[Solved] OrbitControls max polar angle = Infinity?

Hello everyone,
First, I want to thank all the people working on this awesome library! I hope one day I’ll join you as well.
I started using it recently, so please be gentle if my question is somehow stupid .
So, my question is very simple : why is Orbitcontrols max polar angle clamped at math.pi?
I want to have something like trackballControls which can rotate my camera to infinity vertically .
If I’m not wrong trackball is deprecated.
Is there a way to do this ?

There is no such thing as a stupid question but this one… nah I’m kidding

Imagine you’re in a museum and your observing a vase that’s on a stand in the middle of the room. You can crouch, you can rise up on your toes, stick your head real close to the glass. The floor is below you, the ceiling is above you no matter what you do.

Go around the stand, still the same situation.

What would happen if you grabbed the vase and did a hand stand? Trackball controls.

If you go past the pi limit you end up upside down and it’s simply ends up not being orbit controls.

There is a gimbal lock problem but i think that can be avoided, but i think the end result would feel weird. Once past the limit you’d only be upside down (not sideways) so you’d end up doing the same thing the orbit controls do normally just upside down. Until you go past the poles again, and flip back. Where would this be useful?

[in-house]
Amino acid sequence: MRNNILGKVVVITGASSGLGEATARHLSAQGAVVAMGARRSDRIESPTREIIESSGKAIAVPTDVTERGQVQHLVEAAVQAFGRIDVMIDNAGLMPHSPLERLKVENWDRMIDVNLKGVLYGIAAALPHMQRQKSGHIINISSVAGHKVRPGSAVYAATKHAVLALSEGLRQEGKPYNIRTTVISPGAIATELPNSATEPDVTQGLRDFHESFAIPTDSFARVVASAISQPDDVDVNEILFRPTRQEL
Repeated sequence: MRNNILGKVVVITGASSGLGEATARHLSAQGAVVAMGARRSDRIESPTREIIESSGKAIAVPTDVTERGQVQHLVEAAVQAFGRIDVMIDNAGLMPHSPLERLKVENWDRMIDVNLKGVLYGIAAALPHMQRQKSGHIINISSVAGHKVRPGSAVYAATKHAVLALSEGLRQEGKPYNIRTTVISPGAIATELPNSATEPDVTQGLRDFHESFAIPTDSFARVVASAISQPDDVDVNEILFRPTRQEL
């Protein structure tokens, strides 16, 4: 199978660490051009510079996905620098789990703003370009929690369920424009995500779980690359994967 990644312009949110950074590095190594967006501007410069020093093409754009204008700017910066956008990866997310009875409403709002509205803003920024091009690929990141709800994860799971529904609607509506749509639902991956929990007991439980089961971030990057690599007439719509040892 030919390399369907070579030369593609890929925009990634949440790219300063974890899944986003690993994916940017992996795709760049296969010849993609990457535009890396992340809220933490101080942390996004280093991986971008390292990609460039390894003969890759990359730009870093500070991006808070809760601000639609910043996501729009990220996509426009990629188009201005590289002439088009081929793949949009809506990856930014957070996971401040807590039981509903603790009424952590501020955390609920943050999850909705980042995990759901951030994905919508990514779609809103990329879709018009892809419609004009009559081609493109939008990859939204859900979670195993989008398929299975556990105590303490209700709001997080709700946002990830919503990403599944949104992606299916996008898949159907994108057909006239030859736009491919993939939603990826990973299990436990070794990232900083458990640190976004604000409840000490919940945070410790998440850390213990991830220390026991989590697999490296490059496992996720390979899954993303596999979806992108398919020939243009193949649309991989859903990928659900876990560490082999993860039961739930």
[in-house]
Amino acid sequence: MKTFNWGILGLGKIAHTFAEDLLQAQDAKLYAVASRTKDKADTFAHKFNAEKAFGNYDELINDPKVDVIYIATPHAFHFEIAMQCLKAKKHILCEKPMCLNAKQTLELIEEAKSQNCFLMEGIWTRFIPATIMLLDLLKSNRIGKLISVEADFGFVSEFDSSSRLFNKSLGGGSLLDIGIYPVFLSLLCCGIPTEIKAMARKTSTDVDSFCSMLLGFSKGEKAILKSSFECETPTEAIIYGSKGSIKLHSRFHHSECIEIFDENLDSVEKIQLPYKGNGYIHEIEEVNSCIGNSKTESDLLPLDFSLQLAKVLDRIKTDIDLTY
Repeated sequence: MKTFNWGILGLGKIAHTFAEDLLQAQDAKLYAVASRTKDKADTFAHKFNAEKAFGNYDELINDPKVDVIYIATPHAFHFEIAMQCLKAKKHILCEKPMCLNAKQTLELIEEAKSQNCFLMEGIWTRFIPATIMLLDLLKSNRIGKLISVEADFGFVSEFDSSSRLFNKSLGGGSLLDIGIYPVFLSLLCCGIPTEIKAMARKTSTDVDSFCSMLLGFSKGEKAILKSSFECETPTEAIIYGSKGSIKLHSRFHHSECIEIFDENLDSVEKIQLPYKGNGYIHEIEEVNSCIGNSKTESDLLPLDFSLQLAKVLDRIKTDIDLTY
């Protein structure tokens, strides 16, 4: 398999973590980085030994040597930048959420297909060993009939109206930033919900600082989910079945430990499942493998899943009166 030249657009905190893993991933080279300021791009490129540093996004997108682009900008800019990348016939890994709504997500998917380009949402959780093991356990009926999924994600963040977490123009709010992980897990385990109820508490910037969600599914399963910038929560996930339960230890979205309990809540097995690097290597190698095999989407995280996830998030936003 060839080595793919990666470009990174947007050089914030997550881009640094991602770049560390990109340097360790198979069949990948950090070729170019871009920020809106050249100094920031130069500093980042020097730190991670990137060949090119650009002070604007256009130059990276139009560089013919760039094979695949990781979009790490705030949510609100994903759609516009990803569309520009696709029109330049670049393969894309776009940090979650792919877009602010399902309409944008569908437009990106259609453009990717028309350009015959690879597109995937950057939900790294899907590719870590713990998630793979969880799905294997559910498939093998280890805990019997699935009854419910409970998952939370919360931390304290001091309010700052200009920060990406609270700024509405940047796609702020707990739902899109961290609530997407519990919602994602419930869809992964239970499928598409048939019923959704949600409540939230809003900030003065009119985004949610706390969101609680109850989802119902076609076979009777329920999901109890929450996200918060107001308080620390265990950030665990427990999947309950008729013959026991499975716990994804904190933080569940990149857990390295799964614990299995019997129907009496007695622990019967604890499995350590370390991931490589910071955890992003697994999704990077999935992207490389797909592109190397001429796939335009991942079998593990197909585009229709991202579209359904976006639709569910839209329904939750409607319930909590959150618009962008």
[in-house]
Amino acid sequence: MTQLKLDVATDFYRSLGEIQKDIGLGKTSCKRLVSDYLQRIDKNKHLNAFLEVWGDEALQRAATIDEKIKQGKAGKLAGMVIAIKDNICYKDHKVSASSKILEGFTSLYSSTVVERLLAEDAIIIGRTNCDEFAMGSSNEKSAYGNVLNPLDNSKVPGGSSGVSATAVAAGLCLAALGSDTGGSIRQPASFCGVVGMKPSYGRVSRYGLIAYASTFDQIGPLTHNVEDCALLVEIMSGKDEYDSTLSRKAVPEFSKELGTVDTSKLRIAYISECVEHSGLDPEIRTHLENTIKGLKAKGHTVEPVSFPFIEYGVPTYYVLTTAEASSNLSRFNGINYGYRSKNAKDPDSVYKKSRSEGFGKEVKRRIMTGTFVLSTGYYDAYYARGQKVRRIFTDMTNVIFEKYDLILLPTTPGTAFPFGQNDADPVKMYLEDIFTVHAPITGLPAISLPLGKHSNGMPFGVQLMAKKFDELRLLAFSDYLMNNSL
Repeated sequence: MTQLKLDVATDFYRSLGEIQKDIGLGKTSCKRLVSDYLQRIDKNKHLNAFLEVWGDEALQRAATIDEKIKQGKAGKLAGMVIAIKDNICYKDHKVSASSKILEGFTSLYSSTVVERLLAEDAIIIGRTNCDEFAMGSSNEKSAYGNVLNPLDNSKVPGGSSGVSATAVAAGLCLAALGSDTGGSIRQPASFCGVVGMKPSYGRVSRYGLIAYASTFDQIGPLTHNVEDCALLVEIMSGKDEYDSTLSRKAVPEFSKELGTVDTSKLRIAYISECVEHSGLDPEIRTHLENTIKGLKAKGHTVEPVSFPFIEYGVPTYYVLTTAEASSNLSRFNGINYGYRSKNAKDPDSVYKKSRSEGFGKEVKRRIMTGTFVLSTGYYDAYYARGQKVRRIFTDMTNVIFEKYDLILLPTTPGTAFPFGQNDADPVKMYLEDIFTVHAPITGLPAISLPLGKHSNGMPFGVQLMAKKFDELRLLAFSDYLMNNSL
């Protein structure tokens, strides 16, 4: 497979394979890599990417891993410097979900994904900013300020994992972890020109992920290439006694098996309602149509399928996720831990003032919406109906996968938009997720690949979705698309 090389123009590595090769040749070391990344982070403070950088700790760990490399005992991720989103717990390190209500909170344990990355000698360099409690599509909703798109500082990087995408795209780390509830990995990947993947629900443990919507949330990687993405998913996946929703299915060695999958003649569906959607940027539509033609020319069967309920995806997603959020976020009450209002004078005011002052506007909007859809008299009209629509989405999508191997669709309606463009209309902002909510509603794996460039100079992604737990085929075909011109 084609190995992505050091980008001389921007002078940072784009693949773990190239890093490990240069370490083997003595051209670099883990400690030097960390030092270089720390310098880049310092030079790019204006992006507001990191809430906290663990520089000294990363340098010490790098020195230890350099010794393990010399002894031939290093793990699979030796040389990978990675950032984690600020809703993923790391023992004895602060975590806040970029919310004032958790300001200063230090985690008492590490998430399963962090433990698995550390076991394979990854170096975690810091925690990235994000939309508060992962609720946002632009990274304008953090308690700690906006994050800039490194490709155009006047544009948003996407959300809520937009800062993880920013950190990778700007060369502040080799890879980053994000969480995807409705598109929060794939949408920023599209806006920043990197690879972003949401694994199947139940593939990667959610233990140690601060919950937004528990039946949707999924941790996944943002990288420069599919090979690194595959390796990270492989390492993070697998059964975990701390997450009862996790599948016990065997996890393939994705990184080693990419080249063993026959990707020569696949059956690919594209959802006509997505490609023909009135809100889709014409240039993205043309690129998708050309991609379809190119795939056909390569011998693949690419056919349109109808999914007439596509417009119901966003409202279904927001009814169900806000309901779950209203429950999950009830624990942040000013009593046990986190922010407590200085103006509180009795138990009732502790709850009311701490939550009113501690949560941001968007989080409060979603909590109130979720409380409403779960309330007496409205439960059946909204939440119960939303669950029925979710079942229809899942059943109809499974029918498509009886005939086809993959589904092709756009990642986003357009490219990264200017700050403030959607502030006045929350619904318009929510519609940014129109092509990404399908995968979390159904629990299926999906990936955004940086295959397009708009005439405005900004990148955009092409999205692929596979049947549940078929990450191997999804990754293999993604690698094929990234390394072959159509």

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A more technical answer to this limitation is the relation of `OrbitControls` to the `lookAt()` function. @WestLangley has described this fact in the following thread:

When the camera passes over the “north” and “south” poles, it flips so as to stay right-side-up. The camera’s up-vector is (0, 1, 0) by default.

The limitation of the polar angle is necessary to avoid these mentioned flips. `lookAt()` needs the rotation of the camera but also the up vector for correct orientation.

So no, with the current implementation of `OrbitControls` it is not possible to implement your desired behavior.

That’s new to me. Where have you read that?

Thanks for your reply. Very explanatory example, I understood the issue clearly!